Everything Else

As a fan of a team with still- recent success, and a lot of it, perhaps there has come a time when you’ve been perplexed how a different fanbase could become so infatuated with a player that isn’t as good as the one you have in the same position. Perhaps you’ve been exasperated at even attempting to explain that the entrenched nature of said player is part of the reason of that particular team’s failure to progress. But you can only judge the players in front of you as a fan, and the scale you’re given is dependent on the talent around them. Remember, it wasn’t so long ago that Tuomo Ruutu was a beacon of hope and we tried to talk ourselves into Mark Bell, It was what was on offer, and there wasn’t anything else on the menu.

Fans will always generate affection for what is before them, but it is an organization’s job to be above that. Even if that can get a little callous at times.

If you can believe it, this is Mikko Koivu‘s 14th season, all of them in St. Paul. And he’s been very far removed from a bad player. He’s amassed 193 goals and 660 points in 927 games, or just about 50 points per season. He’s been about as all-around of a player as you can ask, with impressive underlying numbers for as long as they’ve been tracked. Certainly, he’s been a loyal servant to the Wild, and you wouldn’t be shocked if one day his #9 goes into the rafters if for nothing else being the longest-serving player in their history. In a lot of ways, Koivu is the best Wild player in their history, which tells you about as much as you need to know.

Koivu has never broken the bank, but he’s done well. His highest contract was for $6.7M  for seven years, which ended after last season. He re-upped for two more $5.5M starting this season, and you have a hunch these could be the last two. Certainly, Koivu hasn’t been a huge issue when it comes to the Wild’s cap problems.

And yet for most of his time in Minnesota, the Wild checked him off as a #1 center. And quite simply, he’s never been that. He’s been over 70 points once. He’s never broken 0.9 points-per-game. He’s never scored more than 22 goals.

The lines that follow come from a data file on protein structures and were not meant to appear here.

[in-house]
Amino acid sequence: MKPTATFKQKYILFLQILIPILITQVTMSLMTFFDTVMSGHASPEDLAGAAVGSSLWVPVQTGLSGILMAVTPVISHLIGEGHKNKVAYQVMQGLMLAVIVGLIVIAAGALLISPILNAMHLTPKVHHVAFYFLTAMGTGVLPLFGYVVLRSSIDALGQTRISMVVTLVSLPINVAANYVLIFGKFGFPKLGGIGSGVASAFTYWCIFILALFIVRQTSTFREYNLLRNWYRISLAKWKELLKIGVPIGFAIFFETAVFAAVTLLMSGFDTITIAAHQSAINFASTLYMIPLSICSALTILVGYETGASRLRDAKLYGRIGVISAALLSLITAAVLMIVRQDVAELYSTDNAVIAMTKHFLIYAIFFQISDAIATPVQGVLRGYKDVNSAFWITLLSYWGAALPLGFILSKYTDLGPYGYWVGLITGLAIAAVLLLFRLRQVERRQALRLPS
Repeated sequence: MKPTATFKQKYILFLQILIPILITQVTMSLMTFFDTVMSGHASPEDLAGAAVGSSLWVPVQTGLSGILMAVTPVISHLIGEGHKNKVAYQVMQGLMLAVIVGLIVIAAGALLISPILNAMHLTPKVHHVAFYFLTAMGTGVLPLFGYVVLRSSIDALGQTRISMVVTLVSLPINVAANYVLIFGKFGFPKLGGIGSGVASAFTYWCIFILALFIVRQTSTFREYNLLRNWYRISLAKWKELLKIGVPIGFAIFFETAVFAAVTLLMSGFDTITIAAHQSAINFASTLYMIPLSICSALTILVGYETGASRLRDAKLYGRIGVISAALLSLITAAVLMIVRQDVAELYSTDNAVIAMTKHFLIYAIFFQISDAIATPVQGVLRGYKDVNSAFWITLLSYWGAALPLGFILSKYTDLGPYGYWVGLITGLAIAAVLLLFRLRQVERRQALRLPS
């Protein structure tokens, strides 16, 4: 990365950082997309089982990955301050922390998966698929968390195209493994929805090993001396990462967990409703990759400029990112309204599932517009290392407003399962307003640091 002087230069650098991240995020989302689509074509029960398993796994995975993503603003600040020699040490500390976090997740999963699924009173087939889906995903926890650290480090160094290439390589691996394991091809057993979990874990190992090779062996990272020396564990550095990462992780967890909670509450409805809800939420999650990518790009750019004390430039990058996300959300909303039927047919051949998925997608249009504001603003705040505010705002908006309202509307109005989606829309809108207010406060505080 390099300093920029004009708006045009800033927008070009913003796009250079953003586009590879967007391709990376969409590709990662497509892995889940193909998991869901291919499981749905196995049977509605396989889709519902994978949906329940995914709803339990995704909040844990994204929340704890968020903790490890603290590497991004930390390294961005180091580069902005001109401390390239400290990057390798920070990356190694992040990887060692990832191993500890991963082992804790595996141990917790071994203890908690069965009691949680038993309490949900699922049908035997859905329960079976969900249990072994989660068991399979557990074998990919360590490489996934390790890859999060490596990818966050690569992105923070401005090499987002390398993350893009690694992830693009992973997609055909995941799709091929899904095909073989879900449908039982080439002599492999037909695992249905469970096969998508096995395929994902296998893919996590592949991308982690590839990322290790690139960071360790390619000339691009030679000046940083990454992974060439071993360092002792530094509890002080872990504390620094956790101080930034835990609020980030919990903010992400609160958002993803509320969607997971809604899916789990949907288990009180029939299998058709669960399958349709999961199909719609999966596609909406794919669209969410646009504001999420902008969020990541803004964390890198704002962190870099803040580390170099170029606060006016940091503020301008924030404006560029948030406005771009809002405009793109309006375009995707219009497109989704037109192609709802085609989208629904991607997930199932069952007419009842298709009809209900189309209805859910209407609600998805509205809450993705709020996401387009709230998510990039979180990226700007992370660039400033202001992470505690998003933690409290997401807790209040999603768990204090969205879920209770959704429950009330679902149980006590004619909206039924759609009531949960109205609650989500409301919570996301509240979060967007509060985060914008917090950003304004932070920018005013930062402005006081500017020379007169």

Basically, those numbers along with his defensive prowess make for the resume of a very good #2 center. And yet it’s only recently that Minnesota has tried to make him that, first by moving Mikael Granlund to center and now paying for the aging Eric Staal. And perhaps it’s too late.

Chuck Fletcher rarely saw Koivu as anything but. Certainly Koivu was perfect for the Jacque Lemaire/Doug Riseborough era, as he was defensive first who wouldn’t try anything crazy on the offensive end (and why original draft pick Marian Gaborik never really fit). But that style was ushered out by the Great Lockout of ’05, and the Wild took too long to adjust.

You can see the affinity for Koivu. The second first-rounder in team history. Never rocked the boat like Gaborik. Showed up and did his job every day, and well. Connected with the community. Anything that demotes him would be given a side-eye in defense of a player who never really did anything wrong. It’s hard not to fall for a guy like that.

But Koivu is a symbol of how it’s always been just not enough for the Wild. Koivu wasn’t Henrik Sedin when they were in the Northwest Division. He wasn’t Jonathan Toews when they were chained into the Central, though he did give the latter a fair share of headaches. He wasn’t Ryan Getzlaf or Joe Thornton or Anze Kopitar. But you can’t help but feel that the Wild viewed him as that for too long, and didn’t bother to pursue someone who would be.

Koivu is what he is, and he doesn’t have to apologize for that. He can’t help what the team viewed him as and what they sought to put around him instead of in front of him. Sometimes a good player embodies what is good about a team. Unfortunately for some, sometimes they symbolize where a team fell short.


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